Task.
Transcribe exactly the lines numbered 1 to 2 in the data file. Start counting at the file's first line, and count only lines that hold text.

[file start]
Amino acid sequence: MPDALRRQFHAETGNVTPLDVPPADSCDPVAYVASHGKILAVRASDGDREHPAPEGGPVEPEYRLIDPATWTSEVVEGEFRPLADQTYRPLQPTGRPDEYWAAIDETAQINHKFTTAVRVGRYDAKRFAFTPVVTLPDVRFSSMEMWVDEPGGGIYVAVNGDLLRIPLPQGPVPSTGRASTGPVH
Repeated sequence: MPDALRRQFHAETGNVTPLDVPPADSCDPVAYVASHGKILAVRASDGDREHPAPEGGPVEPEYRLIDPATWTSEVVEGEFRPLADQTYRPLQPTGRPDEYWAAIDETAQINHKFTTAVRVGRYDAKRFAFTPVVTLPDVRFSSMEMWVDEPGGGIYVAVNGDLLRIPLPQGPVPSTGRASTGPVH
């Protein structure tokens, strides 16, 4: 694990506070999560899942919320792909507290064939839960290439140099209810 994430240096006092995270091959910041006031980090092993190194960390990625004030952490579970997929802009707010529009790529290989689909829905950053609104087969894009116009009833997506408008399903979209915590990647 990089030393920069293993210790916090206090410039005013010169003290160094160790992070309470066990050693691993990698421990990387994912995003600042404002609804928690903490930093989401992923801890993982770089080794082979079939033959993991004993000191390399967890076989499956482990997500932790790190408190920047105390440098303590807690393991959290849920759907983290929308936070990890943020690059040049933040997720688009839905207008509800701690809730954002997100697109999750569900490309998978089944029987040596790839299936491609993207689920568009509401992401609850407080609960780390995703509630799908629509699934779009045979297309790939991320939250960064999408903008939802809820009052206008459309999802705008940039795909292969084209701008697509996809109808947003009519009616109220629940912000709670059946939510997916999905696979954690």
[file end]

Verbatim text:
Amino acid sequence: MPDALRRQFHAETGNVTPLDVPPADSCDPVAYVASHGKILAVRASDGDREHPAPEGGPVEPEYRLIDPATWTSEVVEGEFRPLADQTYRPLQPTGRPDEYWAAIDETAQINHKFTTAVRVGRYDAKRFAFTPVVTLPDVRFSSMEMWVDEPGGGIYVAVNGDLLRIPLPQGPVPSTGRASTGPVH
Repeated sequence: MPDALRRQFHAETGNVTPLDVPPADSCDPVAYVASHGKILAVRASDGDREHPAPEGGPVEPEYRLIDPATWTSEVVEGEFRPLADQTYRPLQPTGRPDEYWAAIDETAQINHKFTTAVRVGRYDAKRFAFTPVVTLPDVRFSSMEMWVDEPGGGIYVAVNGDLLRIPLPQGPVPSTGRASTGPVH